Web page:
Osuigwe & Liu: Worth The Thirty-Seven Years - UBITENNIS
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Osuigwe & Liu: Worth The Thirty-Seven Years



Whitney Osuigwe (zimbio.com)

By Mark Winters

It had seemingly been eons since two Americans had met in the Girls’ final at the home of clay-court tennis. To be exact, it was thirty-seven years ago, but Claire Liu and Whitney Osuigwe put on a two-hour, seven-minute Roland Garros performance that made the lengthy wait well worth it.


Liu of Thousand Oaks, California, seeded No. 6, faced Osuigwe of Bradenton, Florida, seeded No. 7. It was a 17-year-old against a 15-year-old challenge, and the younger, lower seed ran the table. Youth, at a tournament that featured many of the best teenagers in the game, prevailed. Osuigwe got the better of her older opponent, 6-4, 6-7, 6-3.

The contest was staged on Court 1 known as the “Bullring” because of its similarity to a “corrida de toros”. The location, which will be demolished when Stade Roland Garros is expanded, may be the best place at the facility to watch tennis. Not only are spectators “reach out close” to the players, the intimate venue puts one in touch with the beads of sweat, emotion and effort being exerted. It is so personal that dashing slides practically spray those in the arena’s courtside seats with the gritty terre battue.

The small stadium amplified the shot making that took place. On a color chart, they could have been categorized as vibrant. The brightness changed as quickly as the players alternated serve. There was an ebb and flow to the contest. At times an explosive winner was followed by a pulverized error that carried long or wide. Part of the youthful exchange mix even included a shot or two looped deep into the backcourt. In short, it was an impressive display by participants who are not terre battue born and bred.

Following the match, when asked about having a substantial lead in the second set and losing the tiebreak, Osuigwe, who admitted that clay is her favorite surface, said, “My first three rounds were three-setters, and I was down in most of them. I just told myself to keep fighting, and I did and pulled it out.”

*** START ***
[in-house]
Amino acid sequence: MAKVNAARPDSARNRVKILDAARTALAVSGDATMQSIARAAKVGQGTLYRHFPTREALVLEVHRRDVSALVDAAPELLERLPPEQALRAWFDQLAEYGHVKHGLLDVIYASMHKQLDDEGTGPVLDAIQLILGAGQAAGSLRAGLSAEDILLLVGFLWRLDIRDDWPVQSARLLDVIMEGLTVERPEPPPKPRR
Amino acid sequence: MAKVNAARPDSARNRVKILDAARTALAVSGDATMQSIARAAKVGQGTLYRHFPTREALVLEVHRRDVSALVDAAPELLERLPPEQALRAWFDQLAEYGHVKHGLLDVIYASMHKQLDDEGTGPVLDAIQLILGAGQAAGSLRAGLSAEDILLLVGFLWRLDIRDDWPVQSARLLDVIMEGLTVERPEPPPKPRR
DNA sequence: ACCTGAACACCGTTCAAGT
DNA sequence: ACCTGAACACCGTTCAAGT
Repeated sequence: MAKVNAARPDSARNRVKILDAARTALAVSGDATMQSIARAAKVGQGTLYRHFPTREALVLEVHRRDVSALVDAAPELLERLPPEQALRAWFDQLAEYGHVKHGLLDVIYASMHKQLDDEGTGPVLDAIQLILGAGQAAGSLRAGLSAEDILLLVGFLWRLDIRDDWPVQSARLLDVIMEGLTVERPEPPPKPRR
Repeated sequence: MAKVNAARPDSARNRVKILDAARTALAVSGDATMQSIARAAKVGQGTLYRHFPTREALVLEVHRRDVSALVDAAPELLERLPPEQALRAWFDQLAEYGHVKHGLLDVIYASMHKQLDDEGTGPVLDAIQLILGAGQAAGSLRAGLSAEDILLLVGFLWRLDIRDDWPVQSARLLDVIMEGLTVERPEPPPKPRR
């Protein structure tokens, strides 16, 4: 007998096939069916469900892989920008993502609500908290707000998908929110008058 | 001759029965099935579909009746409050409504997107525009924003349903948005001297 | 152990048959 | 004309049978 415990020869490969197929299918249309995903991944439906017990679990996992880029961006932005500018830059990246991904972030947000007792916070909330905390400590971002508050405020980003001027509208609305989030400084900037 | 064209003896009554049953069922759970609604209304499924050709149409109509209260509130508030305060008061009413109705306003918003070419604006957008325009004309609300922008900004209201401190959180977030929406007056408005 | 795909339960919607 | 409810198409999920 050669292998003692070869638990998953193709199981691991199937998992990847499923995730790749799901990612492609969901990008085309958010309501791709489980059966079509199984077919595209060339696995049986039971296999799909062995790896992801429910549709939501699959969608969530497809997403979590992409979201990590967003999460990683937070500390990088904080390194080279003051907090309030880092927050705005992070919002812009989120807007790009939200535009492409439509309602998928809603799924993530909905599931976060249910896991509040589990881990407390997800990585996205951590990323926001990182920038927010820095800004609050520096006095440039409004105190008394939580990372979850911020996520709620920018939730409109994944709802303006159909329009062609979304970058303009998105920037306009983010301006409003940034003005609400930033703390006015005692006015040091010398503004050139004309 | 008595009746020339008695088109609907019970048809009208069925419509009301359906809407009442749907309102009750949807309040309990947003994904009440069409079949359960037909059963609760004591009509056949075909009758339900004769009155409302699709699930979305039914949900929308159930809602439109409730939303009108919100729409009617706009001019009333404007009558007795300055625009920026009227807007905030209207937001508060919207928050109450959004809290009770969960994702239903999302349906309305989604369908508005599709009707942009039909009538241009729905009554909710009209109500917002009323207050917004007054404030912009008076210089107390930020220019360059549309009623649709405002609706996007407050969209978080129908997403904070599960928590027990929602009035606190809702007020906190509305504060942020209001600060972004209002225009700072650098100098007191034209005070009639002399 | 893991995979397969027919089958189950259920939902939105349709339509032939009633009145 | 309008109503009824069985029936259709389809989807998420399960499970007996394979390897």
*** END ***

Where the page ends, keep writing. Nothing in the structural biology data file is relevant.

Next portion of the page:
Queried about the difficulty of playing someone from the US, the champion admitted, “It’s not another American, but it is tough to play Claire. The last time at the Easter Bowl, she beat me pretty bad (6-1, 6-1 in April).”

She added, “I think, actually, we are going to go into town for dinner (tonight).”

Even though she was disappointed, Liu was very forthcoming when she offered, “I think we both started out a little nervous in the beginning. I capitalized on those nerves earlier so that’s how I went up the break. Then, she just started playing better and better, and I rushed a little bit.

“Overall, she played a really good match. I just tried to hang in there. I got a little lucky in the second (set). She played really well.”

Liu, who won the 2016 Wimbledon Girls’ doubles with Usue Maitane Arconada, pointed out, “I beat her fast at the Easter Bowl, but that was on hard court, and I knew she would learn from that match. I was expecting her to play well, and she did.”

In 1980, the last All-American Girls’ final took place. Kathy Horvath defeated Kelly Henry, 6-2, 6-2 for the Roland Garros Girls’ trophy. Horvath turned professional the year after her Paris success. While on the tour, which she played until 1989, her best Grand Slam singles performance took place at Roland Garros where she was a quarterfinalist in 1983 and ’84. Finalist Henry went on to become a four-time All-American at USC, and had a brief pro career after college.

With Team USA, the theme for the entire year has been ‘professionalism’,” said Erik Kortland, National Coach Women’s Tennis., who is guiding the effort in Paris. “All week we have preached about getting 1% better each day, enjoying the process, and enjoying the moment. The girls have embraced this and it takes away all the pressure.”